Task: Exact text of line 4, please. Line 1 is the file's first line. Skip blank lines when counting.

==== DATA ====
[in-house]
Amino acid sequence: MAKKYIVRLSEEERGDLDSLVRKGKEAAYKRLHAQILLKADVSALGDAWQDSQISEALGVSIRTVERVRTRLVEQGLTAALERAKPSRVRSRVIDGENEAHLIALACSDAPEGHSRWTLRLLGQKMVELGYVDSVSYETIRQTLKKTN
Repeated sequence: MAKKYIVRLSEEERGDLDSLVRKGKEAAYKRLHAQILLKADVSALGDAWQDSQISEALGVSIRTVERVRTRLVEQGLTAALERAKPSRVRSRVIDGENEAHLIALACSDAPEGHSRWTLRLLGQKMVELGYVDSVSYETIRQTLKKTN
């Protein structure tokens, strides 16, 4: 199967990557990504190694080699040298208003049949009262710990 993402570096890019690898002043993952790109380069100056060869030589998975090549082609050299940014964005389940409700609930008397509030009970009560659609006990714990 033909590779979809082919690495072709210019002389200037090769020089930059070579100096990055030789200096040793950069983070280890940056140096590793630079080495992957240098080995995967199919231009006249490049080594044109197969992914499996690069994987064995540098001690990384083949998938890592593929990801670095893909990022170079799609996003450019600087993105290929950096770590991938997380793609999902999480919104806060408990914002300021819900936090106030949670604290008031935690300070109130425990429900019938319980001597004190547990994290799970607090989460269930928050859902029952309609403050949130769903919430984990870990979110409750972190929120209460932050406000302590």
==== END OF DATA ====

């Protein structure tokens, strides 16, 4: 199967990557990504190694080699040298208003049949009262710990 993402570096890019690898002043993952790109380069100056060869030589998975090549082609050299940014964005389940409700609930008397509030009970009560659609006990714990 033909590779979809082919690495072709210019002389200037090769020089930059070579100096990055030789200096040793950069983070280890940056140096590793630079080495992957240098080995995967199919231009006249490049080594044109197969992914499996690069994987064995540098001690990384083949998938890592593929990801670095893909990022170079799609996003450019600087993105290929950096770590991938997380793609999902999480919104806060408990914002300021819900936090106030949670604290008031935690300070109130425990429900019938319980001597004190547990994290799970607090989460269930928050859902029952309609403050949130769903919430984990870990979110409750972190929120209460932050406000302590």